To the boring details – in my case, it seems sticking to a rigid routine definitely helps. I eat twice a day, neither too much nor too little, as I feel the familiar creeping paralysis start up if I overeat, but also when I am hungry.
It also means early nights, always. I meditate from 7pm to 7,30pm & am asleep by 8 then it’s up for work at 3,45am. My diet is very repetitive, I suppose. I have always been vegetarian, & have lately become totally vegan – not for health reasons, but because I do not want to contribute to the suffering that animals have to endure at the hands of mankind.
My 2 daily meals consist of brown rice (crunchy, not cooked until the grain opens & goes soft) with a topping of some vegetable, usually with half an avocado & a scattering of nuts, a dash of soy sauce, & a drizzle of an interesting oil, such as olive oil made from young, green olives (tastes the way freshly-mown grass smells!), or else roasted sesame oil. I drink green jasmine tea, & 2 exactly cups of strong, black coffee each day – strangely, less coffee seems to have a really bad effect the attacks. And I find I can eat half a bar of good quality dark chocolate each day, which is always something to look forward to – but no alcohol at all.
Mornings are my best time, as the brain is clear & my vision relatively stable. I have very poor eyesight, with myopia & astigmatism, so I have 2 pairs of contact lenses with different prescriptions, as my vision changes frequently. At times I can see clearly with the right eye, but at others the world looks dark, fuzzy & unstable. When my left eye takes over as the affected one, I can’t risk driving as my right eye is the weaker one. Depth perception is also affected; I have often swerved to avoid lines or marks on the road which I have seen as three-dimensional objects, so I drive slowly & carefully, ready to pull over at the slightest twinge.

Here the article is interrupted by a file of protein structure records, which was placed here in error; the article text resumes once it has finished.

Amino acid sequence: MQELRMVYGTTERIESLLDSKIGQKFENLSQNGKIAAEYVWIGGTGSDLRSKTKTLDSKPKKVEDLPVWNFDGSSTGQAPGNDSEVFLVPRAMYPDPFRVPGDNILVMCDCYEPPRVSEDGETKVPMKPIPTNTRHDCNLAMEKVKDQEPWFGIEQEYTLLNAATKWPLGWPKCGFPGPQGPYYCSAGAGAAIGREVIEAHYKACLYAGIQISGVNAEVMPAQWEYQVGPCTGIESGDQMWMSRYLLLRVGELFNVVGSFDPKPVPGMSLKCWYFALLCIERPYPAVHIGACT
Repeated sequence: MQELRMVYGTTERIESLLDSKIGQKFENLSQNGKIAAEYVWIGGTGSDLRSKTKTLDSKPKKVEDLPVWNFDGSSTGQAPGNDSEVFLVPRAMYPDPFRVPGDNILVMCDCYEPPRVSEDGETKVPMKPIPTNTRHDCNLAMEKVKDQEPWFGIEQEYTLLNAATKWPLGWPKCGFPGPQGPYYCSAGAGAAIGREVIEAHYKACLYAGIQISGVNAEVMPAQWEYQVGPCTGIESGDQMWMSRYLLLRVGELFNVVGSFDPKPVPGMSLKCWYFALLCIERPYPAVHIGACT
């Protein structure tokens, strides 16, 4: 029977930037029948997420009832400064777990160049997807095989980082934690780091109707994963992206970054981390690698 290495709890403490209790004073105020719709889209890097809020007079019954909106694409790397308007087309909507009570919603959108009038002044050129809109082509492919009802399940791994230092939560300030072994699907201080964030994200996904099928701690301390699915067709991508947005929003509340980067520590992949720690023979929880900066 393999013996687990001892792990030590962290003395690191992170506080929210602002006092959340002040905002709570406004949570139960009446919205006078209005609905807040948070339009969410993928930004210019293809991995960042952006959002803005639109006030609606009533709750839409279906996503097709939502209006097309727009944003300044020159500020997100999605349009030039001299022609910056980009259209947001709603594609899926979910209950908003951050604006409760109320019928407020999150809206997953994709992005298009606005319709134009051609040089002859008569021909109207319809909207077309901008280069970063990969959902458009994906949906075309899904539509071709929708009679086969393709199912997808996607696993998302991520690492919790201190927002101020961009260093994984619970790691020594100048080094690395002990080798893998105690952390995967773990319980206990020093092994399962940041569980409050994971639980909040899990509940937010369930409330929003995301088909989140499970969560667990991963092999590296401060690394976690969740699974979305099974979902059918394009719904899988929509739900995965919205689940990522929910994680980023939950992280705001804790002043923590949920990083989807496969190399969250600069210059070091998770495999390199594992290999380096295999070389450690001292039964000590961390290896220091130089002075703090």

Despite everything, the whole HM process can be quite fascinating; the “visions” are often quite beautiful, with scintillating scotomas in gold & red, like some sort of weird script; there are often patterns & differing “textures” in the sky & in foliage. I am quite sure I must embarrass my companions when I stop to admire a wall that is swaying gently, or plants that are shooting off silver sparks that only I can see.